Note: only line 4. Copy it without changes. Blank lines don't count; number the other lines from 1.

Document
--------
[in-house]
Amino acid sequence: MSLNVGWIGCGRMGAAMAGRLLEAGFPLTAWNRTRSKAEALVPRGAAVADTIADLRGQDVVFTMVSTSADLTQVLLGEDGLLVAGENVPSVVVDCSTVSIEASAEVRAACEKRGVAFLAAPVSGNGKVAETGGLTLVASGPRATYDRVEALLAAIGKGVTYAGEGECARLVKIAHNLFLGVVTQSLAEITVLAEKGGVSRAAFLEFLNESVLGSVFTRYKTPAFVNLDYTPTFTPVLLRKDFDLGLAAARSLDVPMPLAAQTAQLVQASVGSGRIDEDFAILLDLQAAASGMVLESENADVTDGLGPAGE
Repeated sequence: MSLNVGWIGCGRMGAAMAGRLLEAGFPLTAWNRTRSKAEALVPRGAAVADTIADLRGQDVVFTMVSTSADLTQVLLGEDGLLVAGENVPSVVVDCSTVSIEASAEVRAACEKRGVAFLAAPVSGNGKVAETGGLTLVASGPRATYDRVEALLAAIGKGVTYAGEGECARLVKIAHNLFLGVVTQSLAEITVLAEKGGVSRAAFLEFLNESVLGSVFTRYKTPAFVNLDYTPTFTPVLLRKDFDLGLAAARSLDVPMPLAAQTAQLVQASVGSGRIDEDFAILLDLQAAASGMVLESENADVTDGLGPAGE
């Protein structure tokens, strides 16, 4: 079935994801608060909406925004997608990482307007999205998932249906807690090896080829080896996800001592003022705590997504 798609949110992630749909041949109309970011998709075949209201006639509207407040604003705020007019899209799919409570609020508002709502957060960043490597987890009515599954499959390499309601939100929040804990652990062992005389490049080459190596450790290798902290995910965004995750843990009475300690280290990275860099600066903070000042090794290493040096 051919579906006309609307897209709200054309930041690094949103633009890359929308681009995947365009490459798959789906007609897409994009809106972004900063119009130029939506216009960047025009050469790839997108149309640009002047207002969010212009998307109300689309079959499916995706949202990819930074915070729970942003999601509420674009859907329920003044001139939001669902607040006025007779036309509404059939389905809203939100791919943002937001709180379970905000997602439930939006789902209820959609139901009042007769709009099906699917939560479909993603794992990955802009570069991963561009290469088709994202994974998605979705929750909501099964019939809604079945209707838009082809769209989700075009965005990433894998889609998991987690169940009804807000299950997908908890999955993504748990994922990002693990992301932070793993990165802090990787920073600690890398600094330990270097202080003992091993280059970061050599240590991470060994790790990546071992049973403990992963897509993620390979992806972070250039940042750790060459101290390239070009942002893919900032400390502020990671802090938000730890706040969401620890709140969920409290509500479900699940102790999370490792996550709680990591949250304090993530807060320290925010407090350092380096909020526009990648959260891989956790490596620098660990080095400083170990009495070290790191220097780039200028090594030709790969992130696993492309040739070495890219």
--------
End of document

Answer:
């Protein structure tokens, strides 16, 4: 079935994801608060909406925004997608990482307007999205998932249906807690090896080829080896996800001592003022705590997504 798609949110992630749909041949109309970011998709075949209201006639509207407040604003705020007019899209799919409570609020508002709502957060960043490597987890009515599954499959390499309601939100929040804990652990062992005389490049080459190596450790290798902290995910965004995750843990009475300690280290990275860099600066903070000042090794290493040096 051919579906006309609307897209709200054309930041690094949103633009890359929308681009995947365009490459798959789906007609897409994009809106972004900063119009130029939506216009960047025009050469790839997108149309640009002047207002969010212009998307109300689309079959499916995706949202990819930074915070729970942003999601509420674009859907329920003044001139939001669902607040006025007779036309509404059939389905809203939100791919943002937001709180379970905000997602439930939006789902209820959609139901009042007769709009099906699917939560479909993603794992990955802009570069991963561009290469088709994202994974998605979705929750909501099964019939809604079945209707838009082809769209989700075009965005990433894998889609998991987690169940009804807000299950997908908890999955993504748990994922990002693990992301932070793993990165802090990787920073600690890398600094330990270097202080003992091993280059970061050599240590991470060994790790990546071992049973403990992963897509993620390979992806972070250039940042750790060459101290390239070009942002893919900032400390502020990671802090938000730890706040969401620890709140969920409290509500479900699940102790999370490792996550709680990591949250304090993530807060320290925010407090350092380096909020526009990648959260891989956790490596620098660990080095400083170990009495070290790191220097780039200028090594030709790969992130696993492309040739070495890219």